As the UK braces itself for cold weather, it’s important to make sure that your car is going to be able to handle the elements and keep you and your passengers safe.
When driving in cold weather, drivers are often faced with a whole range of driving conditions, so it is important that you do some checks before setting off. But what should you be checking?
For older cars winter can be a tough time for your battery, and according to AXA batteries were the main cause of winter breakdowns in the UK in 2016-2017. It may be worth giving your battery a full recharge if it hasn’t been driven in a while or has had some problems before.
If you suspect that it is well past its prime, then new batteries are relatively cheap to buy and easy to fit for extra peace of mind.
Whilst most drivers fear ice and snow in the winter months, it’s important to remember that wet conditions caused by rain and melting ice or snow can be just as hazardous.
It is important in all conditions that your tyres have plenty of grip, so you should be checking that your tread isn’t too low, that your tyre pressure is correct and that there’s no bulging or damage to your tyres. It’s a good idea to get in to the habit of checking your tyres every week, your tyre pressure can be found in your car’s user manual and tyre tread should always be above 1.6mm.
The coolant/antifreeze in your car is designed to protect your engine regardless of the weather conditions, so it’s important to check that you’ve got enough. When checking your coolant/antifreeze level, it should be within the min and max marker on the reservoir, but if you are unsure your local garage will be able to check this easily for you.
Screen wash is a must have for all weathers, keeping your front and rear windows clear from dirt and rainfall. In the winter you will be using screen wash at a more rapid rate due to the extra spray from the roads which is often made up of mud and salt from gritting. When topping up screen wash in the winter, choose one that will work at low temperatures so that it doesn’t freeze in the reservoir.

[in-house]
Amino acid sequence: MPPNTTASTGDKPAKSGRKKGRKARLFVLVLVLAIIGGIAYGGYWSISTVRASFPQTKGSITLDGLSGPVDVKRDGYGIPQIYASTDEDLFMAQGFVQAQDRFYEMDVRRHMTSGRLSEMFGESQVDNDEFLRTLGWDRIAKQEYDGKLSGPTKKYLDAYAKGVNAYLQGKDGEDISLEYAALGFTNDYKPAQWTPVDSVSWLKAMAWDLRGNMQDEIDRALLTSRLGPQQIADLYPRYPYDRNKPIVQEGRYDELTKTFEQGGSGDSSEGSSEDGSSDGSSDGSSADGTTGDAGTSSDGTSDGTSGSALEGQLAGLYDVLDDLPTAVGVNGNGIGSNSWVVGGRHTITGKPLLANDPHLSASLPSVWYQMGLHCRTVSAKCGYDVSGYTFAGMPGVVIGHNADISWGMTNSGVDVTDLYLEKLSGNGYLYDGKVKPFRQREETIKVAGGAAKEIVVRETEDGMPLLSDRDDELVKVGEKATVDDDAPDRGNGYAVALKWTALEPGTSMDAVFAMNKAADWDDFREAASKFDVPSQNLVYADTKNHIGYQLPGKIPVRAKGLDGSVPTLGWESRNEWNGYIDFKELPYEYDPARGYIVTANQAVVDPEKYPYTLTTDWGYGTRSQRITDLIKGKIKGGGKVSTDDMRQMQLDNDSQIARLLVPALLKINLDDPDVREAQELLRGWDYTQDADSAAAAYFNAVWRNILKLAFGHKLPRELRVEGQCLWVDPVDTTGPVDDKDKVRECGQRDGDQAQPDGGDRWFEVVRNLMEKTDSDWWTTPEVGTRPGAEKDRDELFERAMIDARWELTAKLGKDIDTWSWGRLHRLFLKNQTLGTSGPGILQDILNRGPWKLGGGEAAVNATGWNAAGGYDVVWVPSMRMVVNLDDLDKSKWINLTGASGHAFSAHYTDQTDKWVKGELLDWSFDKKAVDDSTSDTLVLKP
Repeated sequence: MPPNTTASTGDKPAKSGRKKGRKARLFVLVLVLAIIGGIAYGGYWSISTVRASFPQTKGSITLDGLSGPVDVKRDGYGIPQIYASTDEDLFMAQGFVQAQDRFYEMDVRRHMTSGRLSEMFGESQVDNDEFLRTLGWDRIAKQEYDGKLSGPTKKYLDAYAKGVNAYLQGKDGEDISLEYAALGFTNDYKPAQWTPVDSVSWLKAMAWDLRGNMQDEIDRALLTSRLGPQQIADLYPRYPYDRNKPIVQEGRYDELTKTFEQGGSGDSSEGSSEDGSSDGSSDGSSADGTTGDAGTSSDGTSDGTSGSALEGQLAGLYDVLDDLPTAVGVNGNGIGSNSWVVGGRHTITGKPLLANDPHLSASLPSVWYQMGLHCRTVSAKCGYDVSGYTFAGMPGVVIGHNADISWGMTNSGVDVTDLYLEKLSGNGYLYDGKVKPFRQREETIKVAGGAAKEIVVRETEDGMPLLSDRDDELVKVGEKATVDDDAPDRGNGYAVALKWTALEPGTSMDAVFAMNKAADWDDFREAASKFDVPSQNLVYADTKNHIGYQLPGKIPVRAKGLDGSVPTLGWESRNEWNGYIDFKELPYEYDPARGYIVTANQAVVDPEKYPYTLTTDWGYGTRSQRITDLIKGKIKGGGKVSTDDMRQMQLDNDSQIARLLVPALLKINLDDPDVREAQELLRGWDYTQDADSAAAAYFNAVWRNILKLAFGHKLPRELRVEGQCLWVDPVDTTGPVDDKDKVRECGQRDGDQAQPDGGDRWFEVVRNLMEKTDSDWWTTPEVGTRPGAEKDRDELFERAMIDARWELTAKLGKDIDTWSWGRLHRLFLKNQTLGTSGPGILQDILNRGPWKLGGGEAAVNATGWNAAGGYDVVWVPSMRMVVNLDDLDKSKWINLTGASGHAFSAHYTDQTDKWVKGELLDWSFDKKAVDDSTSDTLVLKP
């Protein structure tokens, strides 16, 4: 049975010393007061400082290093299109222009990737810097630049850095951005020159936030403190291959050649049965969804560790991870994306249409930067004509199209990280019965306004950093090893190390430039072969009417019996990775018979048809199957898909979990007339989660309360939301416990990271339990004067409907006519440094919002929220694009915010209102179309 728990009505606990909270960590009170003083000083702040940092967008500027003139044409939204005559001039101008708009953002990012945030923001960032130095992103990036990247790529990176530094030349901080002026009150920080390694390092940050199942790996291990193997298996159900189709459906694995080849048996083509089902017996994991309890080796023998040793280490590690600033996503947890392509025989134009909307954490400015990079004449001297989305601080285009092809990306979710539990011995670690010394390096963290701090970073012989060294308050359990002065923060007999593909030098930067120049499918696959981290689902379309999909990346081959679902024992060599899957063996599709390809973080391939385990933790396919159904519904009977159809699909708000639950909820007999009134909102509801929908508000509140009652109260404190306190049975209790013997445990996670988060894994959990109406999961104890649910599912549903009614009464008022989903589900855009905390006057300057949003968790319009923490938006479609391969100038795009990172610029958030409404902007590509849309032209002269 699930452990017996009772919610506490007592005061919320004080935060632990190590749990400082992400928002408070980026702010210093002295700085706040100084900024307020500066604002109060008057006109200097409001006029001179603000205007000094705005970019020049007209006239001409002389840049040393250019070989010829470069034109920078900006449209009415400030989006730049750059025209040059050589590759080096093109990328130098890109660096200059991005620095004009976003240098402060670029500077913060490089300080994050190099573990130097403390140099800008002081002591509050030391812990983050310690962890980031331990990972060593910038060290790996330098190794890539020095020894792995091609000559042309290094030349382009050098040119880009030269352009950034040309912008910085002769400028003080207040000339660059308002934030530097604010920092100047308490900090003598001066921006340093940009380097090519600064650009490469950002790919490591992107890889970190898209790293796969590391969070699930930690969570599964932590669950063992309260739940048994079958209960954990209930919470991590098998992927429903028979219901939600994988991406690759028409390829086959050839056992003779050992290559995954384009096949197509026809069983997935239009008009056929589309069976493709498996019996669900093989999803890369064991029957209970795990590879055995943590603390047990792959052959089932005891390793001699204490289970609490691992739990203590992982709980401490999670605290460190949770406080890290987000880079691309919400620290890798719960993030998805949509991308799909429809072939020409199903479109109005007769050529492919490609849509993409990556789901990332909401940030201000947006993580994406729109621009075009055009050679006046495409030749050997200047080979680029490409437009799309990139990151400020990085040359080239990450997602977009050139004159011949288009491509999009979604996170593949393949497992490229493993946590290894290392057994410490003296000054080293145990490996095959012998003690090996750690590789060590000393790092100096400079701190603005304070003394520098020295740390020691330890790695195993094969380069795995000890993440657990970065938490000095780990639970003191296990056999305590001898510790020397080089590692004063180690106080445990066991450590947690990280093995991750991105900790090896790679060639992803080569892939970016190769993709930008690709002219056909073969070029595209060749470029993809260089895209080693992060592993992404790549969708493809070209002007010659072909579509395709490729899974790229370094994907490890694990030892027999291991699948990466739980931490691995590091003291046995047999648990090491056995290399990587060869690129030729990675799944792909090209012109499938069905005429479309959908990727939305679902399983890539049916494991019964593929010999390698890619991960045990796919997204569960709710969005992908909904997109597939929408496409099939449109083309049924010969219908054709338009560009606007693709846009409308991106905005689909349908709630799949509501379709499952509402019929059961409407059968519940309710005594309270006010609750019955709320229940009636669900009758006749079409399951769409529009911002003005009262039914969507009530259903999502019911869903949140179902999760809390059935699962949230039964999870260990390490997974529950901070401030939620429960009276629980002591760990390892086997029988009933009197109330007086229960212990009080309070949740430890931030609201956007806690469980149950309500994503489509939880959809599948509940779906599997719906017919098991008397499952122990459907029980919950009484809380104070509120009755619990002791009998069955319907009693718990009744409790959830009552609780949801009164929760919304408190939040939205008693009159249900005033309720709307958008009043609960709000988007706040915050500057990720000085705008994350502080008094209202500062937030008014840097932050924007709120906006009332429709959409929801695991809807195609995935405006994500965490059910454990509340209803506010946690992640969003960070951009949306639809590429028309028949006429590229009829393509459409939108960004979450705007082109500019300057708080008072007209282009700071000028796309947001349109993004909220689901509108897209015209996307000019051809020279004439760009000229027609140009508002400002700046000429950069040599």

With all the extra spray, your wiper blades will get a good workout during winter. To maintain a good level of visibility at all times you should check your wiper blades for signs of wear and tear and give them a clean regularly to give them the best chance of clearing your windscreen.
Whilst many of us will use our lights all year round and at various points in the day, in winter they are used more often due to the change in how much daylight we are getting.
As well as checking the lights you rely on most often, like your full and dipped beams, it’s important to check all the other bulbs in your car as these are vital for letting other drivers know what your movements are. Fog lights should also be checked for the instances that you will need the extra visibility.
Oil and fuel
When driving in winter, always try to keep your fuel above a ¼ of a tank. Not only will you hopefully have enough fuel to keep your car warm or make it to a petrol station if you can’t make it to your destination, but keeping your tank topped up will also lessen the strain on your fuel pump and fuel lines.
When fuel gets low your fuel pump can come under more strain, which can cause early failure. Plus, in cold weather condensation in the tank can also freeze and cause issues with the fuel pump.
The engine oil in your car is important for helping your car run efficiently, and without it you are at risk of breaking down. So this should be checked before setting off on a long journey.
Keeping your car maintained during winter is important to avoid breaking down, but by checking these things you have a greater chance of staying warm and safe during the cold weather.